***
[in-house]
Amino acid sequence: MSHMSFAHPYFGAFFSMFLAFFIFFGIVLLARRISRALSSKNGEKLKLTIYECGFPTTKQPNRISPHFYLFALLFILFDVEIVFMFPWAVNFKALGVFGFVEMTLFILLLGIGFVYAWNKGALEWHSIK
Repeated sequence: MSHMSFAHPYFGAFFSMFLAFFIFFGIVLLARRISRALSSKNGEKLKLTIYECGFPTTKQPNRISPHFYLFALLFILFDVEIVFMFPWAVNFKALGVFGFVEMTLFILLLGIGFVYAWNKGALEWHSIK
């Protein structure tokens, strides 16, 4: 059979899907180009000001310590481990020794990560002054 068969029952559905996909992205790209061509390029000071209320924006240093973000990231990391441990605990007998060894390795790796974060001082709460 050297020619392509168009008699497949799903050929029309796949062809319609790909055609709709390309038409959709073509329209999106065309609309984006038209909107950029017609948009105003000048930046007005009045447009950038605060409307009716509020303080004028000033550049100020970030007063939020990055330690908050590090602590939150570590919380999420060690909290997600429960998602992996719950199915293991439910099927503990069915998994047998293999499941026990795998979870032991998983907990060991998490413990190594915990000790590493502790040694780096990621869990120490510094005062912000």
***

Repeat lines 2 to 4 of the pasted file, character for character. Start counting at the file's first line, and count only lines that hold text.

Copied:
Amino acid sequence: MSHMSFAHPYFGAFFSMFLAFFIFFGIVLLARRISRALSSKNGEKLKLTIYECGFPTTKQPNRISPHFYLFALLFILFDVEIVFMFPWAVNFKALGVFGFVEMTLFILLLGIGFVYAWNKGALEWHSIK
Repeated sequence: MSHMSFAHPYFGAFFSMFLAFFIFFGIVLLARRISRALSSKNGEKLKLTIYECGFPTTKQPNRISPHFYLFALLFILFDVEIVFMFPWAVNFKALGVFGFVEMTLFILLLGIGFVYAWNKGALEWHSIK
């Protein structure tokens, strides 16, 4: 059979899907180009000001310590481990020794990560002054 068969029952559905996909992205790209061509390029000071209320924006240093973000990231990391441990605990007998060894390795790796974060001082709460 050297020619392509168009008699497949799903050929029309796949062809319609790909055609709709390309038409959709073509329209999106065309609309984006038209909107950029017609948009105003000048930046007005009045447009950038605060409307009716509020303080004028000033550049100020970030007063939020990055330690908050590090602590939150570590919380999420060690909290997600429960998602992996719950199915293991439910099927503990069915998994047998293999499941026990795998979870032991998983907990060991998490413990190594915990000790590493502790040694780096990621869990120490510094005062912000």